In the early days of email, keeping your complaint and unknown user rates low was enough for a successful email marketing deployment strategy. Times have changed though, now you need to keep the positive metrics up as well. Major ISP’s are looking at reading rates and customer responses to determine where your email is placed long term, in the Inbox or the purgatory of the Spam folder.
Assuming you follow best email practices, your database consists of confirmed opt-in recipients so your rate of unknown users and spam traps are negligible. While that may be true, some of your campaigns occasionally wind up in the spam folder, decreasing open and engagement rates. Unfortunately, decreased positive engagement hurts your reputation and it becomes more difficult to climb out of the spam folder Hell you’ve gotten yourself into. A common solution to the problem of insufficient positive engagement is to wean out non-responders over a certain period or after a certain number of email sent, ensuring you keep on delivering to the Inbox.
Over time, however, you will find your non-responsive data pool has grown quite large, even surpassing your active user pool. Since we’re doing everything according to best practices, now is the time to develop a strategy for re-engagement.
1. Identify your inactive subscribers
Defining who your inactive subscribers can be different for all types of businesses, however, the general rule to find your inactive subscribers are those who have not opened an email or visited your blog within 3 to 6 months. After choosing your method, it is important to label the list as “inactive users”.
2. Develop a re-engagement strategy
A successful re-engagement strategy should keep in mind some salient points. There is risk involved here of course. You’re mailing to folks that haven’t taken an interest in your brand for some time however at one point they did. Somehow, they have become disenfranchised. Of course, you’ve been keeping a close eye on your performance metrics, and (hopefully) have a nice ROI for your mailing efforts. In order to salvage some of these users, you’ll need to offer them something that will stimulate their interest.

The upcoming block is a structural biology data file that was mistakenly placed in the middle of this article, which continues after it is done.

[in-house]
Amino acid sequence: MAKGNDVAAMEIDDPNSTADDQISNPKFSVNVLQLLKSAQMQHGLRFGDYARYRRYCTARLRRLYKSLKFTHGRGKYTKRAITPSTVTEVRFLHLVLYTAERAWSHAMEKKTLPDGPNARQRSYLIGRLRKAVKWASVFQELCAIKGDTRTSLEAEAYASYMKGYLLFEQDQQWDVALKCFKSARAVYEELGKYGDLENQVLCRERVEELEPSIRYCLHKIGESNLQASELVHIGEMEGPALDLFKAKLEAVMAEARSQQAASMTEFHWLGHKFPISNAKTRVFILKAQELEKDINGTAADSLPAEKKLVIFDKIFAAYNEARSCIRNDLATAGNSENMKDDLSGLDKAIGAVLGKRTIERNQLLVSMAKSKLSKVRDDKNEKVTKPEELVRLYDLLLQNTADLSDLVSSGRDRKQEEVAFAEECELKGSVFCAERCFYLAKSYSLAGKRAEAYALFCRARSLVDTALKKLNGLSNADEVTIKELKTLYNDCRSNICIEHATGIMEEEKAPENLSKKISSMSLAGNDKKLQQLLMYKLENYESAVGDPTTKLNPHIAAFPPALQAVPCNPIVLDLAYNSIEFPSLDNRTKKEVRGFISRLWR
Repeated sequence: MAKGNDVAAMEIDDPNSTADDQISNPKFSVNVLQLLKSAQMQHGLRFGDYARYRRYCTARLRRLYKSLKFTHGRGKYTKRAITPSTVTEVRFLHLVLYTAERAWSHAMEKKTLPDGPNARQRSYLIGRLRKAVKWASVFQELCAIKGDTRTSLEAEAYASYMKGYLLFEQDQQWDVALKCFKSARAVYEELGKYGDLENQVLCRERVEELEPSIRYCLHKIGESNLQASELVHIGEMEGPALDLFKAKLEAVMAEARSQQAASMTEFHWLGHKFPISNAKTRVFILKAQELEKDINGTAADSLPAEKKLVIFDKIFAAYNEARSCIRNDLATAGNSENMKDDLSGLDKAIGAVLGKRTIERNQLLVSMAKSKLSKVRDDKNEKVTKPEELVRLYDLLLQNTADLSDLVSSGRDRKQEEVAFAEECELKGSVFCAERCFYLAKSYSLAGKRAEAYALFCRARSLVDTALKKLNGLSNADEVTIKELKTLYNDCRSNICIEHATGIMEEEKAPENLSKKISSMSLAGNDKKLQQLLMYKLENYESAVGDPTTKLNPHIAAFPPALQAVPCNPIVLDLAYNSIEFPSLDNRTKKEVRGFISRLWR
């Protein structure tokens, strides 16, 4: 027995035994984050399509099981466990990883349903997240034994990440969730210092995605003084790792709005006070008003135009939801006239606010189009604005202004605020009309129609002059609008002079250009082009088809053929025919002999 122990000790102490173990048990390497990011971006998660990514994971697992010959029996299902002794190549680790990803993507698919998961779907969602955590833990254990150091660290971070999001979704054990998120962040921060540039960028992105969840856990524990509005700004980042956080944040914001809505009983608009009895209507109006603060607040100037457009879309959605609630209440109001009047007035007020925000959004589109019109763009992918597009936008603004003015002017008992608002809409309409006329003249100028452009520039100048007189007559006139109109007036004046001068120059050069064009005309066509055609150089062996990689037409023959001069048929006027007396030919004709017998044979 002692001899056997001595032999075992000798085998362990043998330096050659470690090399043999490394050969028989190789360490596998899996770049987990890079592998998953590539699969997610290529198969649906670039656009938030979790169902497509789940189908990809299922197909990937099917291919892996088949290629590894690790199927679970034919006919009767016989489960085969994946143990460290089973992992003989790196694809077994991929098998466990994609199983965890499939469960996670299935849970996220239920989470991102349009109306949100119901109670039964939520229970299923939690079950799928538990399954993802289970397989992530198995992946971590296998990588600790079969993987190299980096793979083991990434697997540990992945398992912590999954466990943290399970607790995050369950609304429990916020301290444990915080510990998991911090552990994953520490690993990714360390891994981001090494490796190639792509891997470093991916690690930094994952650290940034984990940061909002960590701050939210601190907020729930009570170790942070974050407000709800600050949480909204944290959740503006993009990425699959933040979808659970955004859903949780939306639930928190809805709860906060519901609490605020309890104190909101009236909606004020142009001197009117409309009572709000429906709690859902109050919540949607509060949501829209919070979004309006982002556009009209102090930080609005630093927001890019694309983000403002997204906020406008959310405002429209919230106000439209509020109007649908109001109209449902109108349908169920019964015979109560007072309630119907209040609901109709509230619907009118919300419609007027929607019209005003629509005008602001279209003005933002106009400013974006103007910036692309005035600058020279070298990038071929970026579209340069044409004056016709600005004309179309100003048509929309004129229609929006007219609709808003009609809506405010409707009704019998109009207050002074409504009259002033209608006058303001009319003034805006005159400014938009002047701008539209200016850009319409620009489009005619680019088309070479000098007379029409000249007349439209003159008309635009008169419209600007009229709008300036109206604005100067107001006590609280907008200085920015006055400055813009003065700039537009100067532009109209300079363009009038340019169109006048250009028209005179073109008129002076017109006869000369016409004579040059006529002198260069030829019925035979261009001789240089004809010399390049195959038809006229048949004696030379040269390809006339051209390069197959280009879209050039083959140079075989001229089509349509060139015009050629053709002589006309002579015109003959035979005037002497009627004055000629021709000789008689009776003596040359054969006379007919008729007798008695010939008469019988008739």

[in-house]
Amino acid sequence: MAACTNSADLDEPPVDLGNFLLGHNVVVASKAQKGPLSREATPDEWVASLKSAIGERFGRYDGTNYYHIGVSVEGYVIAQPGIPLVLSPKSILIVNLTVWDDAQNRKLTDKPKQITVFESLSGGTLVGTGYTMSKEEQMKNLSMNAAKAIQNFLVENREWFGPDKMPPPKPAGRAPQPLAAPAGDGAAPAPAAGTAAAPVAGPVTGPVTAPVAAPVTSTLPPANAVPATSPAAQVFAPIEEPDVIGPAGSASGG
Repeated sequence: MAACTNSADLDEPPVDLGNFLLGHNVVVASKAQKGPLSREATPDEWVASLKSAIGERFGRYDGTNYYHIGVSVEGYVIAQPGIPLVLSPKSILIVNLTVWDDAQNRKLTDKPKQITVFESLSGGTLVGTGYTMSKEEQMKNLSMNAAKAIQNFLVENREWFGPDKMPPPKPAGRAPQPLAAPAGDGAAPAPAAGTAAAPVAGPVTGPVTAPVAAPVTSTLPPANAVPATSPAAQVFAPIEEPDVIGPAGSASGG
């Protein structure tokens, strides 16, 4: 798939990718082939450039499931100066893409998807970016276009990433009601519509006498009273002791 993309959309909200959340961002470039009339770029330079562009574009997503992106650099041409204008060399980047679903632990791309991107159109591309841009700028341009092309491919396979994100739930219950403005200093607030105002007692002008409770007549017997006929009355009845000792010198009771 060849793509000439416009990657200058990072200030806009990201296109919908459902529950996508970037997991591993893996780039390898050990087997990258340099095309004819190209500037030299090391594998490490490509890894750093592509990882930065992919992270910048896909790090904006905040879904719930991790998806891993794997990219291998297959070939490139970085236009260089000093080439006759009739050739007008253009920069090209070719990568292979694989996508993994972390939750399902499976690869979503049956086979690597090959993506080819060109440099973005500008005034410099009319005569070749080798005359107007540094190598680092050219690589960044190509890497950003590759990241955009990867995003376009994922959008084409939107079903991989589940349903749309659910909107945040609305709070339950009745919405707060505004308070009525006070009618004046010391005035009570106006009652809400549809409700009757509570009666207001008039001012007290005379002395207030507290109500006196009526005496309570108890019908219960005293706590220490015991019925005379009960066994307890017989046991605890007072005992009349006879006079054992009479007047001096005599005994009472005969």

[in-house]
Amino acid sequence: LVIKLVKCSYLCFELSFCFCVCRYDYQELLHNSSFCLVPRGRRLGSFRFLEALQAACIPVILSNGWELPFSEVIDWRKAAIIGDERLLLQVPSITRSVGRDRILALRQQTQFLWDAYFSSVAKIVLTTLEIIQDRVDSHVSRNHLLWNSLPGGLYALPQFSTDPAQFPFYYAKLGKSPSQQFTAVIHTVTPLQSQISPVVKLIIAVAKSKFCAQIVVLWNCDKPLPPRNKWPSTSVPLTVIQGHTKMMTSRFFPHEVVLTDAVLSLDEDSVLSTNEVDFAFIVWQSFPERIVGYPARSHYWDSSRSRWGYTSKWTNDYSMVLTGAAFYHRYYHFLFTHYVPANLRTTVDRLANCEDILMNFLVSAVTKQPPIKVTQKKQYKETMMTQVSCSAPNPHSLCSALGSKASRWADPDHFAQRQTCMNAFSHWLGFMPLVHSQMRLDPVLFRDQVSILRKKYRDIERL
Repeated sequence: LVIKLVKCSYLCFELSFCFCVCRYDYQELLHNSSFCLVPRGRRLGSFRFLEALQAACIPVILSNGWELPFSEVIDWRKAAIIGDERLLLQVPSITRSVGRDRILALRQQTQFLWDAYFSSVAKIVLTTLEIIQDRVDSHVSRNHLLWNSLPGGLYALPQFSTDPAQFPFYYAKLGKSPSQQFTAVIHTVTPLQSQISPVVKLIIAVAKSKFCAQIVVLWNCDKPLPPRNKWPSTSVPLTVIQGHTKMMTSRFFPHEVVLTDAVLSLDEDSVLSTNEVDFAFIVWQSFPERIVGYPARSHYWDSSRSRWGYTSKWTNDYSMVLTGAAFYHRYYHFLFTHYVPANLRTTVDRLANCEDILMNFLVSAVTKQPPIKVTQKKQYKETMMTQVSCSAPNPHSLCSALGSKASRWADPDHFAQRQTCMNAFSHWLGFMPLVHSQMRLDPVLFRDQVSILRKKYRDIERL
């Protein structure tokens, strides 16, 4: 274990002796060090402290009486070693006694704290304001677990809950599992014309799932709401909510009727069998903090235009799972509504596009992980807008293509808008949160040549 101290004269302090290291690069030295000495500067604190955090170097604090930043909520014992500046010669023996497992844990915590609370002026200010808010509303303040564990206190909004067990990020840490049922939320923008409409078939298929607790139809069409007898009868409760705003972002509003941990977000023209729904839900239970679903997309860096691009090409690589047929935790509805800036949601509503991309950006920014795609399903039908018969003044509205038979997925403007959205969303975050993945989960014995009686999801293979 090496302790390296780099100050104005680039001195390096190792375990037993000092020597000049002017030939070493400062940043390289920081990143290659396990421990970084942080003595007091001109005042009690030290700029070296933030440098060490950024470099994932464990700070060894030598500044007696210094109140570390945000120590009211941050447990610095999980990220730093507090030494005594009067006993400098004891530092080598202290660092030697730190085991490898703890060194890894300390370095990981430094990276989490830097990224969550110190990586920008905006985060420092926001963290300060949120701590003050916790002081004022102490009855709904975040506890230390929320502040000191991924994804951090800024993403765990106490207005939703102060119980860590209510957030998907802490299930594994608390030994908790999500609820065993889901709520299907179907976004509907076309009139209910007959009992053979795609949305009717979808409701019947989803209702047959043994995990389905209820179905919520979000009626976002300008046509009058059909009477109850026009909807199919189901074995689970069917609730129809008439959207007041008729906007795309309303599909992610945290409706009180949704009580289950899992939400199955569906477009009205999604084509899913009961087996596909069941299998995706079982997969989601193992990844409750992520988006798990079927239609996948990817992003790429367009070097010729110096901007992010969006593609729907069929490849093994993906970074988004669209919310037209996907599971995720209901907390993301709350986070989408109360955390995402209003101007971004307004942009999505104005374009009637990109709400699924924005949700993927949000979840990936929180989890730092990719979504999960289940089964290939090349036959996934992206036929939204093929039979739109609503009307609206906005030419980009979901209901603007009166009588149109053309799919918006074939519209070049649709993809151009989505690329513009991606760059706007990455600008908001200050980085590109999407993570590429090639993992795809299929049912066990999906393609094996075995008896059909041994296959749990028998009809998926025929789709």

Here are a few re-engagement strategies to help you attract your segment of inactive subscribers:
- Conduct contests, giveaways, or raffles to spark interest in your campaigns
- Provide an exclusive discount or coupon code
- For e-commerce companies, a free sample might do the trick
- Ask for product recommendations or survey
The key is to make the offer something that they cannot refuse!
3. Time to A/B test
Since there are several re-engagement strategies to choose from, testing your campaign is highly recommended. Testing your content in different variations can determine the most effective re-engagement strategy for your audience. For instance, you may want to see if your subscribers are more likely to engage with a promo code of 20% off their next order, or a coupon code for free shipping. Once you evaluate the most successful win-back strategy, it’s time to launch your campaign and determine the results.
4. Establish your campaign
Once you have decided on the incentive to offer, you need to carefully design the re-engagement campaign so it is effective and eye-catching. Since there is a risk, you may want to consider launching this campaign from an alternative Email Service Provider (ESP) or at the very least, establish a re-engagement brand identity to separate your production streams from your re-engagement efforts. A possible method is to structure your re-engagement efforts with any upcoming Holidays, that way your re-engagement efforts become a part of your normal day to day activities and is used to keep your data engaged!